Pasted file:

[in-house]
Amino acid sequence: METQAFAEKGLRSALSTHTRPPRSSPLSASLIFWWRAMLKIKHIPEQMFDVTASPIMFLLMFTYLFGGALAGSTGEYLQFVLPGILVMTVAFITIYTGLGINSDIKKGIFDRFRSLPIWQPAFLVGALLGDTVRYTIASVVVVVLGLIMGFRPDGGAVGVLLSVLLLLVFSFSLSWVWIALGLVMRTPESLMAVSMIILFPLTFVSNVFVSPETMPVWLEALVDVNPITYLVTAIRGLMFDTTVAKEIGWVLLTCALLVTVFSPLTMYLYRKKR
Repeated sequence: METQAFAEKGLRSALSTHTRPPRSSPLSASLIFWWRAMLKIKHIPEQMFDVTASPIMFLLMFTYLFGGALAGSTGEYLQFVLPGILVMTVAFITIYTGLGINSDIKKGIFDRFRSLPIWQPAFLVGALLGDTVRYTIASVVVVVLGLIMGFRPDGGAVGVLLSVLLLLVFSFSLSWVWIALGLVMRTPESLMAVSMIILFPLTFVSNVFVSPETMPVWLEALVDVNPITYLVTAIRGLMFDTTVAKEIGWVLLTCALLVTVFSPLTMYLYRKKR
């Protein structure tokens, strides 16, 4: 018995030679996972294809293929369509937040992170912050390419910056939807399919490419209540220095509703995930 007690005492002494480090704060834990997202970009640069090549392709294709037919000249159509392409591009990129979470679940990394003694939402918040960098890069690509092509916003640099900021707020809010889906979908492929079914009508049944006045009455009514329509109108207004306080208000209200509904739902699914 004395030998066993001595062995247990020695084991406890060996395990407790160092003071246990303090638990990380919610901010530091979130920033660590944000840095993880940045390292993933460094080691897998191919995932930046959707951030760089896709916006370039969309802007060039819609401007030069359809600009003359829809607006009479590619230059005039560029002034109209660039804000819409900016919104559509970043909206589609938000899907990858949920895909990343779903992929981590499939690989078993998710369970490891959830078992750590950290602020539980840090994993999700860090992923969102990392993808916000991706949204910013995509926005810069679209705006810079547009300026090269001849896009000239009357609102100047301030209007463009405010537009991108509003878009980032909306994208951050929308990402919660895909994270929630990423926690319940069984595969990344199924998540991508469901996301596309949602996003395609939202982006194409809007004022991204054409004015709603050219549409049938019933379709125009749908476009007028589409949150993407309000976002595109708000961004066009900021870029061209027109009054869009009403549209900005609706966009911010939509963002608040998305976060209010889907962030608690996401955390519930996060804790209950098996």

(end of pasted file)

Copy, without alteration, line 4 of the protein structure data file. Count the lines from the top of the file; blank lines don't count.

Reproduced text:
């Protein structure tokens, strides 16, 4: 018995030679996972294809293929369509937040992170912050390419910056939807399919490419209540220095509703995930 007690005492002494480090704060834990997202970009640069090549392709294709037919000249159509392409591009990129979470679940990394003694939402918040960098890069690509092509916003640099900021707020809010889906979908492929079914009508049944006045009455009514329509109108207004306080208000209200509904739902699914 004395030998066993001595062995247990020695084991406890060996395990407790160092003071246990303090638990990380919610901010530091979130920033660590944000840095993880940045390292993933460094080691897998191919995932930046959707951030760089896709916006370039969309802007060039819609401007030069359809600009003359829809607006009479590619230059005039560029002034109209660039804000819409900016919104559509970043909206589609938000899907990858949920895909990343779903992929981590499939690989078993998710369970490891959830078992750590950290602020539980840090994993999700860090992923969102990392993808916000991706949204910013995509926005810069679209705006810079547009300026090269001849896009000239009357609102100047301030209007463009405010537009991108509003878009980032909306994208951050929308990402919660895909994270929630990423926690319940069984595969990344199924998540991508469901996301596309949602996003395609939202982006194409809007004022991204054409004015709603050219549409049938019933379709125009749908476009007028589409949150993407309000976002595109708000961004066009900021870029061209027109009054869009009403549209900005609706966009911010939509963002608040998305976060209010889907962030608690996401955390519930996060804790209950098996």